An open letter to Vince McMahon


Dear Mr. McMahon,

I greet you as that out of professional respect and not in homage as your WWF/E persona, which I imagine is you “turned to 11” in some ways.

Today you’ll announce the reformation of the XFL. The league will reportedly relaunch in 2020. While news on franchise locations may be scarce until months from now, I wanted to plant this seed in your head.

The former Laurel Valley High School site in New Florence (or St. Clair Township), Pennsylvania.

While the old field may look out of place when trying to shore up deals in much larger markets, Laure Valley sits on the eastern ridges of Westmoreland County, making it part of the Pittsburgh market. While the school is about 60 miles away from Heinz Field, it’s right off Pennsylvania Route 711, making it easily accessible those with functioning vehicles.

Now the facility itself isn’t impressive, but it has hosted some great football moments in the past. I’m sure there’s still chatter of the goal-line stand to beat Bishop Carroll in 1997, or the swing pass touchdown in the fourth quarter to beat United two weeks later.

If you’re worried about capacity, don’t. It was estimated that 3,000 people were there on that Saturday afternoon to watch the Rams beat the Lions.

Yes, I did say “Saturday afternoon.” See, the stadium doesn’t have lights, meaning that all games kicked off in the afternoon. What better way to celebrate the rough-and-tumble image of the XFL than to settle things in daylight. Like men.

If you’re worried about the playing surface, rest easy. There hasn’t been a varsity-level football contest on that field since 2009 – a 32-0 win over Blairsville. While youth football has been played on the site since the high school was voted to be closed in April 2010, the grass has hardly taken a beating in the years since.

It’s housed conference and district champions. Heck, the 1978 team was deemed to be the top small school team in Pennsylvania by a poll in the years before the PIAA held a tournament to determine such things. Champions have played on this field and they can play there again.

As for a game-day experience, think nothing of it. The Laurel Valley boosters routinely had one of the best concession stands in the area and I hear you can get a public-address announcer pretty cheap. Or at least the guy who announced games during the final eight seasons of the program’s existence.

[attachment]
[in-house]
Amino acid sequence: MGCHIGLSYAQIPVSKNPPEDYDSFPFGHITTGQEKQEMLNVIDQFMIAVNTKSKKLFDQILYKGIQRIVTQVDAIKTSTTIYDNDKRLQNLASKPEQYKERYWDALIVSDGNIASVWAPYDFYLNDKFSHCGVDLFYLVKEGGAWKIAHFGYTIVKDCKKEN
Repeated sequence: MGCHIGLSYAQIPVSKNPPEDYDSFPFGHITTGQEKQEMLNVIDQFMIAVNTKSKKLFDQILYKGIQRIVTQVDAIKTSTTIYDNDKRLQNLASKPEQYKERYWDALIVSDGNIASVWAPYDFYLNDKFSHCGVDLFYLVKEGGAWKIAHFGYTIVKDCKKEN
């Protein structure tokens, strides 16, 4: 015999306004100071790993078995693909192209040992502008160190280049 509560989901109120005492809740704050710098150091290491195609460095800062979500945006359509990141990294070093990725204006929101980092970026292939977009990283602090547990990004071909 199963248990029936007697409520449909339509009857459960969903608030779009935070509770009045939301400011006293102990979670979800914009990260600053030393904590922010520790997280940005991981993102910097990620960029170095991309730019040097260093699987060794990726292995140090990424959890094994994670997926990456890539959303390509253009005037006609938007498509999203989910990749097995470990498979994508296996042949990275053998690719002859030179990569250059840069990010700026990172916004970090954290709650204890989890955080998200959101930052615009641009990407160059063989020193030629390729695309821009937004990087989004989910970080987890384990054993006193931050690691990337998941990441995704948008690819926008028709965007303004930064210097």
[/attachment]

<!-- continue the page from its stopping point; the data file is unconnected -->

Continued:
While we’re partial to “Rams” as a nickname, I’m sure the community would support anything that the WWE/Alpha Entertainment/XFL machine produced.

We hope to hear from you soon, 

– Shawn


#TBT: Send it in, Jerome!

Screen Shot 2018-01-25 at 10.08.50 AM

Usually when asked to explain why I chose to rest my college rooting interests on the University of Pittsburgh – or Pitt, as the locals call it – I harken back to a time when Craig Heyward straight-up ruined lives as a running back for the Panthers.

Heyward was the nation’s leading rusher and all-American on a Panthers team that went 8-4 in 1987, the first year that I really started noticing sports in general. That 10-0 win over Penn State maybe solidified that love. Who knows?

This isn’t about “Ironhead,” though. This is about the moment that left zero doubt in my mind that I’d give my heart to an athletics program that would constantly leave me wondering why I’d do such a thing.

Enter Jerome Lane. Exit a backboard at Fitzgerald Fieldhouse that didn’t see the end of a win over Providence on Jan. 25, 1988.

Heck, it barely made it through the start.

(OK, let’s just wrap our heads around the fact that 1988 is already “30 years ago” … OK, now I feel super old)

Nevertheless, with Sean Miller – yup, the current men’s basketball coach of Arizona – leading a 3-on-2 break, a dish to Lane on the right of the led to this …

Schoolchildren should be required to reenact this dunk in class plays. If only for the sheer absurdity of a small child replicating Bill Raftery’s “SEND IT IN, JEROME!” call on that day’s ESPN broadcast.